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Romans were collectors and admirers of Greek art. Art from Greece was brought to Rome, copied, and also changed by the Romans. As a result, Roman art is somewhat based on Greek art. However, Roman art is not merely a continuation of Greek art. For an amateur it is difficult to determine between the two art forms because neither the Romans nor the Greeks wrote down the history of their own art. The characteristics pertaining to each particular type of art are known to some extent, so the experts are relatively accurate in determining the separation of the two types of art. Roman art is divided into four categories: portrait sculptures, paintings and mosaics, relief sculptures, and statues. Each of these has its own characteristics. Portrait sculptures, designed by the Romans, shows the desire of the Romans for literalness; it records even the homeliest features. This is demonstrated in the sculpture, Head of A Roman, made of marble in 80 B.C.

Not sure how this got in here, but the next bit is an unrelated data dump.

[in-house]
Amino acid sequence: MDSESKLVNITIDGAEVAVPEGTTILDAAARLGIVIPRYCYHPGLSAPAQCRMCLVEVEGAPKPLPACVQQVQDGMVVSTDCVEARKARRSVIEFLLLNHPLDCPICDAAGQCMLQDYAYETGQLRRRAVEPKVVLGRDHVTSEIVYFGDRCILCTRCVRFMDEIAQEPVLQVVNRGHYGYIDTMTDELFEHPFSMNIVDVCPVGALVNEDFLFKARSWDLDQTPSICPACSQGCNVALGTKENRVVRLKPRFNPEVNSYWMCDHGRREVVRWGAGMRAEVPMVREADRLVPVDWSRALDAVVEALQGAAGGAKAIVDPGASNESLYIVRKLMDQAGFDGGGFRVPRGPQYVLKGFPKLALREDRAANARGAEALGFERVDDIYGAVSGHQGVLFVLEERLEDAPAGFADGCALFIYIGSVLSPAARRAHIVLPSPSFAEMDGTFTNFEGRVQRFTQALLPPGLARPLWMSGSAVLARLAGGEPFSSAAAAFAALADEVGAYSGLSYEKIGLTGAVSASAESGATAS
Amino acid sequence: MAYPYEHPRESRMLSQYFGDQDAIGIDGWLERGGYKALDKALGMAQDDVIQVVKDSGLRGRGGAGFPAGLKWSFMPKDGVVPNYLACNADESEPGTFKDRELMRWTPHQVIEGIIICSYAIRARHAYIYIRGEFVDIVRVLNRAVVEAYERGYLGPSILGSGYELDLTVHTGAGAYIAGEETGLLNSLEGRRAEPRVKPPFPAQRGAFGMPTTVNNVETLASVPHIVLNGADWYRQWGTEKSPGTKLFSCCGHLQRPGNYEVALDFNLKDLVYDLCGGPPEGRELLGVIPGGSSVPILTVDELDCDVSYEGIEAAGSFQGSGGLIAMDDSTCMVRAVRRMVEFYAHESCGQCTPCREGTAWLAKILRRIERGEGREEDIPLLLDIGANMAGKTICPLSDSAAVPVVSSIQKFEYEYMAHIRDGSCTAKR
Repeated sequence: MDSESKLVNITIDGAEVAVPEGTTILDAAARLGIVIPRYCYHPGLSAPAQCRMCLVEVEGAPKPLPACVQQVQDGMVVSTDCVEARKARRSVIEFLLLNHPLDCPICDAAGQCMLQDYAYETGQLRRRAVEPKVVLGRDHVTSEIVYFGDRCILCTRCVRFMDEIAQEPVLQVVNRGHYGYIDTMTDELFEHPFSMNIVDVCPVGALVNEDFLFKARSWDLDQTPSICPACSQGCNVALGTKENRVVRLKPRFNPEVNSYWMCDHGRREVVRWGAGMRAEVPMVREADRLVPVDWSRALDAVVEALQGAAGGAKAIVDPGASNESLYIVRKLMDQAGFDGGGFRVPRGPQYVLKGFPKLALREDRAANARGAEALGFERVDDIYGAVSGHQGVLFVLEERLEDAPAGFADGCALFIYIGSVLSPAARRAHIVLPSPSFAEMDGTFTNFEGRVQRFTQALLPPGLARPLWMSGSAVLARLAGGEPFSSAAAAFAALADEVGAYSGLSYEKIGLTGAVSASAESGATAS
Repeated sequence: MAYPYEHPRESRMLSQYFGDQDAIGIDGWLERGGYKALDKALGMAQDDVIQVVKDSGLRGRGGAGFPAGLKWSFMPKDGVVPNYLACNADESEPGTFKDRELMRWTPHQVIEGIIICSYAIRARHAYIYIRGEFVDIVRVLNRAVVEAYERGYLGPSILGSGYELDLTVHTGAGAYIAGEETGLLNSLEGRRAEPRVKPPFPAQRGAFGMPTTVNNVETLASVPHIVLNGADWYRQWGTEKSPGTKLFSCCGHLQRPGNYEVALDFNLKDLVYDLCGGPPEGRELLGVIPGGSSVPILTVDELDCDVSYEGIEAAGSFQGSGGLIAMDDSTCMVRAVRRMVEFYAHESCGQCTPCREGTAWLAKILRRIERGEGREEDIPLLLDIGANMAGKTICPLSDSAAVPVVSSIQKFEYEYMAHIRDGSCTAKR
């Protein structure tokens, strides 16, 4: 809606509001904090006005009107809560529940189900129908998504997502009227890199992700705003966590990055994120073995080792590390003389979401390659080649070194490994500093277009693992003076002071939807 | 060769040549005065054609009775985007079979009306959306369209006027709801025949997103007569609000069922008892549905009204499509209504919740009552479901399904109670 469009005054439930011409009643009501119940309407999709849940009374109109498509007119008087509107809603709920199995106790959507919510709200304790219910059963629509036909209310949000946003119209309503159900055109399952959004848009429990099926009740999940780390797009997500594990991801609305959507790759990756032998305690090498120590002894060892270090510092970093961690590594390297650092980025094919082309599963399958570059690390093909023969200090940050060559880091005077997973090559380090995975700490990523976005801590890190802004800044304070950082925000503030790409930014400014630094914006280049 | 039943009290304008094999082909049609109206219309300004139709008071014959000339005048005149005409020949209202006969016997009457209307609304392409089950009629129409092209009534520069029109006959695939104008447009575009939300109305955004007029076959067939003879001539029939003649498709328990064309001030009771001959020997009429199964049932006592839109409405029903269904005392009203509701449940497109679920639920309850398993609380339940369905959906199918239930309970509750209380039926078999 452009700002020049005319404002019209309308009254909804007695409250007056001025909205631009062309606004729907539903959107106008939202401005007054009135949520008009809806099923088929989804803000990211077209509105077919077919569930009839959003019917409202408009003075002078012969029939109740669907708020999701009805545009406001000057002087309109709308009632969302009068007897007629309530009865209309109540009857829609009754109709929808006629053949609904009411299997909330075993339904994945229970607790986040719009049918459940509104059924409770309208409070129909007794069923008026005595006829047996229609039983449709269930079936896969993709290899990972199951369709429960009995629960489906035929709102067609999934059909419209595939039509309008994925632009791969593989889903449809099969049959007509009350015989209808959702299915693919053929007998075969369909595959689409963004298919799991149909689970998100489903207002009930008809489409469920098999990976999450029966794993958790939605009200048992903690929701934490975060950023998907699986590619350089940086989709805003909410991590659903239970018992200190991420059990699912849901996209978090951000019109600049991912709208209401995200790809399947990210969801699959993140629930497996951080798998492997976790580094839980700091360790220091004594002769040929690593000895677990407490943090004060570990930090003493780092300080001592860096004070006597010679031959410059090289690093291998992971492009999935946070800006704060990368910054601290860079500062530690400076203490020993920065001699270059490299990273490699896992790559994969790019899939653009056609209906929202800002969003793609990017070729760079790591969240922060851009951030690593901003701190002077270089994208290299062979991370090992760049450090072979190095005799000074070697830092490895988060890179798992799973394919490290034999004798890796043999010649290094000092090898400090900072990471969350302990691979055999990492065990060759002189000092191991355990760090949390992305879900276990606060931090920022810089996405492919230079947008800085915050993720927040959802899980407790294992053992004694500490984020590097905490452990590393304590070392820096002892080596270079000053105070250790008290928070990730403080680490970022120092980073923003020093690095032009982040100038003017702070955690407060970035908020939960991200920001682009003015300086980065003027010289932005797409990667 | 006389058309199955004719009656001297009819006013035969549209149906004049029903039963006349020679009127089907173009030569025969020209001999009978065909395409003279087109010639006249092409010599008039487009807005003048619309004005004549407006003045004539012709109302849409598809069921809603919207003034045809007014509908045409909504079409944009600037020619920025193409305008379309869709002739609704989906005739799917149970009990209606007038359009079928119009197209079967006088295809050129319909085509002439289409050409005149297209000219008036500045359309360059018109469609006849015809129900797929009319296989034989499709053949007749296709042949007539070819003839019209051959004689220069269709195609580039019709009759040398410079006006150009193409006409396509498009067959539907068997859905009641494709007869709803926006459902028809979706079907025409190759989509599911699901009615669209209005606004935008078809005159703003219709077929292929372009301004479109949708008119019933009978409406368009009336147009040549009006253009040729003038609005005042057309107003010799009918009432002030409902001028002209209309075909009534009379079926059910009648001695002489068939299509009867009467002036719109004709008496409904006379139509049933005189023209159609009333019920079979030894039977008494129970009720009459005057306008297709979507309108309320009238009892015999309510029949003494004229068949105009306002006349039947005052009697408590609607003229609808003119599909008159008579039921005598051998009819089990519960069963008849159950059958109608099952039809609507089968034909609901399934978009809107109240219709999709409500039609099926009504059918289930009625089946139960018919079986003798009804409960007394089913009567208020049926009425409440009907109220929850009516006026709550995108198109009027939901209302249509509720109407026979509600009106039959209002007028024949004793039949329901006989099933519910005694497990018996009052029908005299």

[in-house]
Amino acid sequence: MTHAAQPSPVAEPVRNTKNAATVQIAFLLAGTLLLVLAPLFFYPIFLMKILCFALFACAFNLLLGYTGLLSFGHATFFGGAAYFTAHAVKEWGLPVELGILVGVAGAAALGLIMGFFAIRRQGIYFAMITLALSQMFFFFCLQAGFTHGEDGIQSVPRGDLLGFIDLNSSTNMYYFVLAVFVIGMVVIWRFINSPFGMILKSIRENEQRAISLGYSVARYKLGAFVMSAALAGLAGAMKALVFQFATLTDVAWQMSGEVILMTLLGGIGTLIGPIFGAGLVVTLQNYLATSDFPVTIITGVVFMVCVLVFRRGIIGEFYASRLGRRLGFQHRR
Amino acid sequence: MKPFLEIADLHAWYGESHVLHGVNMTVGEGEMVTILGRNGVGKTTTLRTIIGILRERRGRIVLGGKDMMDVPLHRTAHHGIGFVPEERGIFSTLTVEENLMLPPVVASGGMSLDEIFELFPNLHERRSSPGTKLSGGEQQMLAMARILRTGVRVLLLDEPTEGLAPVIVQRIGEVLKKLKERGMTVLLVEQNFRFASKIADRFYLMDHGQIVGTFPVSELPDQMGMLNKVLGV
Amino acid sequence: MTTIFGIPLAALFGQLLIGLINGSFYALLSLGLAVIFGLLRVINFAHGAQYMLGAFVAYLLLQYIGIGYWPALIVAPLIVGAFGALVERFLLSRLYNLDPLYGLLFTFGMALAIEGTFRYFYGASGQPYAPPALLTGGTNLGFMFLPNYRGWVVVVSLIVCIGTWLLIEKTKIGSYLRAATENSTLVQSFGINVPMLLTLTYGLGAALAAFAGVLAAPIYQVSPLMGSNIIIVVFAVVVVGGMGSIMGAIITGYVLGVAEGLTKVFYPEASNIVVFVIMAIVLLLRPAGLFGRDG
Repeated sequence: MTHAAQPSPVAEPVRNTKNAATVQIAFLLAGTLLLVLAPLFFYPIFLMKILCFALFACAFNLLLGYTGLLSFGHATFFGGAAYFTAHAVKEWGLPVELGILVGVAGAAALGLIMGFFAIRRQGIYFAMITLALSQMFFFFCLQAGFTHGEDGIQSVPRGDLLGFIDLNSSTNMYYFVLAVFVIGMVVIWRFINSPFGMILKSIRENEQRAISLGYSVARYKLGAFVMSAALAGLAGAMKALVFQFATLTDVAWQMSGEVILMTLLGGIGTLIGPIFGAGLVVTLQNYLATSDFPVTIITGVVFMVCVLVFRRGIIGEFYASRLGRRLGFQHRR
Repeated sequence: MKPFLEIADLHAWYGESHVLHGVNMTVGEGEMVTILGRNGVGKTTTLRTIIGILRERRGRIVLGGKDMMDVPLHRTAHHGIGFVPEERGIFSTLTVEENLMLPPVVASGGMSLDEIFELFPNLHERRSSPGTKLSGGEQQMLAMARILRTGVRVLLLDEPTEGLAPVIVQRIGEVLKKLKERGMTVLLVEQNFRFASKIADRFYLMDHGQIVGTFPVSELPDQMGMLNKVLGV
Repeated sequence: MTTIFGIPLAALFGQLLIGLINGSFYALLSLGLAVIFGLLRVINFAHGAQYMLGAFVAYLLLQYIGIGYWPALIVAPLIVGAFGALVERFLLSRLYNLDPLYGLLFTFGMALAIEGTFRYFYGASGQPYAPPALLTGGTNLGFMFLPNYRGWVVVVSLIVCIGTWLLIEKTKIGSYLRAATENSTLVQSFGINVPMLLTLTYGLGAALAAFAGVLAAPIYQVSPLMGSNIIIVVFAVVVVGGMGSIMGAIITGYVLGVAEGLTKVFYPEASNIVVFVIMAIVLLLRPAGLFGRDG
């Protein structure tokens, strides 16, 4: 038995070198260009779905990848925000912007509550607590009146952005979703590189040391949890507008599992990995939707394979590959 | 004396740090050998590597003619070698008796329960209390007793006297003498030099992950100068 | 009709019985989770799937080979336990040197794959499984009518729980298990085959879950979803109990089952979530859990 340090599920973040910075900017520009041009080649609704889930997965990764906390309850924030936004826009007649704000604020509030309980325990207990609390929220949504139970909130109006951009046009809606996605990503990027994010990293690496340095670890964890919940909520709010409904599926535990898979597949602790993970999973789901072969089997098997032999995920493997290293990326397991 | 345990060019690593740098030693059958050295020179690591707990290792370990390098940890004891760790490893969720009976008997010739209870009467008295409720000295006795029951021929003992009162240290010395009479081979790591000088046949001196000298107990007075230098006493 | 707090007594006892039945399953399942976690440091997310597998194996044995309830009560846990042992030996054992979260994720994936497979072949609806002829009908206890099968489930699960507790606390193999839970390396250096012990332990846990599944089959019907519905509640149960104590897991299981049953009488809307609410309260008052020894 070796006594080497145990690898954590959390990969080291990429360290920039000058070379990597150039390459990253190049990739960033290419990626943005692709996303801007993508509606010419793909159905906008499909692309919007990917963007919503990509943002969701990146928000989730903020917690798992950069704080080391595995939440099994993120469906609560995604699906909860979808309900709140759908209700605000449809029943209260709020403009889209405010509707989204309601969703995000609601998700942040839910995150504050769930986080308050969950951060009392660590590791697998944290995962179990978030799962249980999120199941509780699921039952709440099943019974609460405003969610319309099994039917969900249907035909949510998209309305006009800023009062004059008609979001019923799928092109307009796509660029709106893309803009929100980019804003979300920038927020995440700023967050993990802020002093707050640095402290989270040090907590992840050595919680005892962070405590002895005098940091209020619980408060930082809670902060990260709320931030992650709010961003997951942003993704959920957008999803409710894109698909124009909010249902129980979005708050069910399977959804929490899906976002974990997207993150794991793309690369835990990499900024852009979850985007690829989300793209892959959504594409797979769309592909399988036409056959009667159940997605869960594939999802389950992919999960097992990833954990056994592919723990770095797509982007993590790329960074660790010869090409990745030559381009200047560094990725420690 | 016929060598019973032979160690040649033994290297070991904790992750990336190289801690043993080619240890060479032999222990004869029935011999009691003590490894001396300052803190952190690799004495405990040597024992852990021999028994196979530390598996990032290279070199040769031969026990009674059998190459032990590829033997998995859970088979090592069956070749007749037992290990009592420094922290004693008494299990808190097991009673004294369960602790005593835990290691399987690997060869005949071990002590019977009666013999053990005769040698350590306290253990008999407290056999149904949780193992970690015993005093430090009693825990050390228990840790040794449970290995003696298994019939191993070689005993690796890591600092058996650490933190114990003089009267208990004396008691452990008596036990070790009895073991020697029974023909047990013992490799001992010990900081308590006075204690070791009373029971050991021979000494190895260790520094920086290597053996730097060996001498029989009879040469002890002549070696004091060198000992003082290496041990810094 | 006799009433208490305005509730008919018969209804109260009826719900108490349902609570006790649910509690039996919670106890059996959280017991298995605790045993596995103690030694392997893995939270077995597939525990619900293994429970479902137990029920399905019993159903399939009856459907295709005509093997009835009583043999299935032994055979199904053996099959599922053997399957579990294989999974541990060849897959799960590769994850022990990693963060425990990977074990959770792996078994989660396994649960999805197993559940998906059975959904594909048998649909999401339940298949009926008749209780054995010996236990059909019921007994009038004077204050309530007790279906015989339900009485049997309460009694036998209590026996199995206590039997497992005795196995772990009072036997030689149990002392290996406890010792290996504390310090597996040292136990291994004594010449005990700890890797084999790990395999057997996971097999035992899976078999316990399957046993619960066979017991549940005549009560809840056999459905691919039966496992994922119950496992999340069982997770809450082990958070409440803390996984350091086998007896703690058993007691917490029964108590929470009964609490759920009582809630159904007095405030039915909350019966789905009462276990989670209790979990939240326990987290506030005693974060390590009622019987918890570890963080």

The artist painstakingly reported each rise and fall and each bulge and fold of the entire facial surface. It was as if the artist was acting like a map maker, trying not to miss the slightest detail. The end product was a blunt, bald record of features. Idealism nor improvement of features was done causing the feeling of superrealism. Paintings and mosaics were influenced by the architecture of the Romans . Their architecture consisted of buildings containing a small number of doors and windows, thus leaving considerably large stretches of wall space suitable for decoration. The quality was determined by the importance and the wealth of the patron. The walls were used for two things in Roman art. First, they were used as a barrier. Secondly, they were used to visually open the wall and enhance...